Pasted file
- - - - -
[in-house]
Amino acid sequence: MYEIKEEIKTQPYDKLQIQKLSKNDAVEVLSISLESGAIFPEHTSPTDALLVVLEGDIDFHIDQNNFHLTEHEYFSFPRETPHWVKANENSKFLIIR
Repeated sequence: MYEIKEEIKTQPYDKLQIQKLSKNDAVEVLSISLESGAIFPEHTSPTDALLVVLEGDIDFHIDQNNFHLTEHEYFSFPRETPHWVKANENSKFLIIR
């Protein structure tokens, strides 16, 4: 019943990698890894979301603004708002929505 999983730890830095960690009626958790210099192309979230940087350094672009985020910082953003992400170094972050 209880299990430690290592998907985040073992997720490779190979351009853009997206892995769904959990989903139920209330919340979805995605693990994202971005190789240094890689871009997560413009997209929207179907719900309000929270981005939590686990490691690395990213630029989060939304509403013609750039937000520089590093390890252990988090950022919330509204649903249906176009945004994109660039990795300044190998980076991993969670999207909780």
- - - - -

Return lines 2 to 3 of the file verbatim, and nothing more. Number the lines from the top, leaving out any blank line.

Amino acid sequence: MYEIKEEIKTQPYDKLQIQKLSKNDAVEVLSISLESGAIFPEHTSPTDALLVVLEGDIDFHIDQNNFHLTEHEYFSFPRETPHWVKANENSKFLIIR
Repeated sequence: MYEIKEEIKTQPYDKLQIQKLSKNDAVEVLSISLESGAIFPEHTSPTDALLVVLEGDIDFHIDQNNFHLTEHEYFSFPRETPHWVKANENSKFLIIR